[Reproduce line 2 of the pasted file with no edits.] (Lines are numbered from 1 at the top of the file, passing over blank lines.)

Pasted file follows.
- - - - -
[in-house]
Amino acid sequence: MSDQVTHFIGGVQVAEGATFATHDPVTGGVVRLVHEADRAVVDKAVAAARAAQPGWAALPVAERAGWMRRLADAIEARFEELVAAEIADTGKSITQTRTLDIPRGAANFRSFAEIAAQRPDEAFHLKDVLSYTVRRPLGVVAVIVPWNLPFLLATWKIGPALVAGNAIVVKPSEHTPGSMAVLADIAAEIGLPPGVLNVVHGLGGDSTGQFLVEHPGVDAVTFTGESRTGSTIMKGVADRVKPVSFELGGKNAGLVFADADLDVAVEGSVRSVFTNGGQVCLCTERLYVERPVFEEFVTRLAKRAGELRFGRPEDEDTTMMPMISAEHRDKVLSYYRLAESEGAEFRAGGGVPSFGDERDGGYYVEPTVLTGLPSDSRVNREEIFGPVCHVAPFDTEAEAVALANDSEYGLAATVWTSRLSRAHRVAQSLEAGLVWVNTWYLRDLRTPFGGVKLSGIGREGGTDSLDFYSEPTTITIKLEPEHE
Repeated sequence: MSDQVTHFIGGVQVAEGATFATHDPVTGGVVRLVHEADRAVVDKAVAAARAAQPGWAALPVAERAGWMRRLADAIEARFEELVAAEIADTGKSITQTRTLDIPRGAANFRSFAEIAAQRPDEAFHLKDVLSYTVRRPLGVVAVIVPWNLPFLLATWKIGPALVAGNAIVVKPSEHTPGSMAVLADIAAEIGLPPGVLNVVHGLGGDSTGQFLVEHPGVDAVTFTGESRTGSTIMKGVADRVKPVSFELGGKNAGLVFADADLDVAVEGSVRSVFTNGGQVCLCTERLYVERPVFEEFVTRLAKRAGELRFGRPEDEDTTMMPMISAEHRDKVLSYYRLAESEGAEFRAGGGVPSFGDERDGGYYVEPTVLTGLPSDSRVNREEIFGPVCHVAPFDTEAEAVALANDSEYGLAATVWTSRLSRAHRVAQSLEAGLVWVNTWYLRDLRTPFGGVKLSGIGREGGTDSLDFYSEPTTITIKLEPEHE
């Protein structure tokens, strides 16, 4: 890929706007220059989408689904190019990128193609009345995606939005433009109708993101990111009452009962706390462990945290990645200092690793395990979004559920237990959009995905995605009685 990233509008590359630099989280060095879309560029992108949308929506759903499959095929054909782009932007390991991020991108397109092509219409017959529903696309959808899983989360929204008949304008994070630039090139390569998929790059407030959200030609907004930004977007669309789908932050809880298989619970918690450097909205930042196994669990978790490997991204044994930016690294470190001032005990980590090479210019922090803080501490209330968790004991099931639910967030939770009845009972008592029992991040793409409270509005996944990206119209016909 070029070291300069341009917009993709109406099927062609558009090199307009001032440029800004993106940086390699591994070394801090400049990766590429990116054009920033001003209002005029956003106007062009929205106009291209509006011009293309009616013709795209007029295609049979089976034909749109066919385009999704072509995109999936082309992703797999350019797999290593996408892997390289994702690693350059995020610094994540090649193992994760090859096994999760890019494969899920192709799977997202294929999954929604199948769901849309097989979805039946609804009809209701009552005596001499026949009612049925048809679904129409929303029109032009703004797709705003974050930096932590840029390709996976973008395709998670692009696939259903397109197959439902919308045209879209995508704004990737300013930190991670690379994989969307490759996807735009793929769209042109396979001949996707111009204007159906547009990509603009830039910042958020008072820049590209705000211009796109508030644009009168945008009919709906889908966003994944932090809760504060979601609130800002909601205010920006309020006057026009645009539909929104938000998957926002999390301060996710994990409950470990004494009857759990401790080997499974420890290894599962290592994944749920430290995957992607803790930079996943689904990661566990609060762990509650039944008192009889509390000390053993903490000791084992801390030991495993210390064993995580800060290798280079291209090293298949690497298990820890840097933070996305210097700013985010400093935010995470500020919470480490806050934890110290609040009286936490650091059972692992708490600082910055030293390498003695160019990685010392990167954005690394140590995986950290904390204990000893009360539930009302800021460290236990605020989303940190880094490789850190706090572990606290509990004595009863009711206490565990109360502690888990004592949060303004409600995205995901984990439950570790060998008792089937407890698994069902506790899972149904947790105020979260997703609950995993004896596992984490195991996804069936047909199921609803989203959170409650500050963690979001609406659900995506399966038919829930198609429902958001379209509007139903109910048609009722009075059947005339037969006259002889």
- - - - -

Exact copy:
Amino acid sequence: MSDQVTHFIGGVQVAEGATFATHDPVTGGVVRLVHEADRAVVDKAVAAARAAQPGWAALPVAERAGWMRRLADAIEARFEELVAAEIADTGKSITQTRTLDIPRGAANFRSFAEIAAQRPDEAFHLKDVLSYTVRRPLGVVAVIVPWNLPFLLATWKIGPALVAGNAIVVKPSEHTPGSMAVLADIAAEIGLPPGVLNVVHGLGGDSTGQFLVEHPGVDAVTFTGESRTGSTIMKGVADRVKPVSFELGGKNAGLVFADADLDVAVEGSVRSVFTNGGQVCLCTERLYVERPVFEEFVTRLAKRAGELRFGRPEDEDTTMMPMISAEHRDKVLSYYRLAESEGAEFRAGGGVPSFGDERDGGYYVEPTVLTGLPSDSRVNREEIFGPVCHVAPFDTEAEAVALANDSEYGLAATVWTSRLSRAHRVAQSLEAGLVWVNTWYLRDLRTPFGGVKLSGIGREGGTDSLDFYSEPTTITIKLEPEHE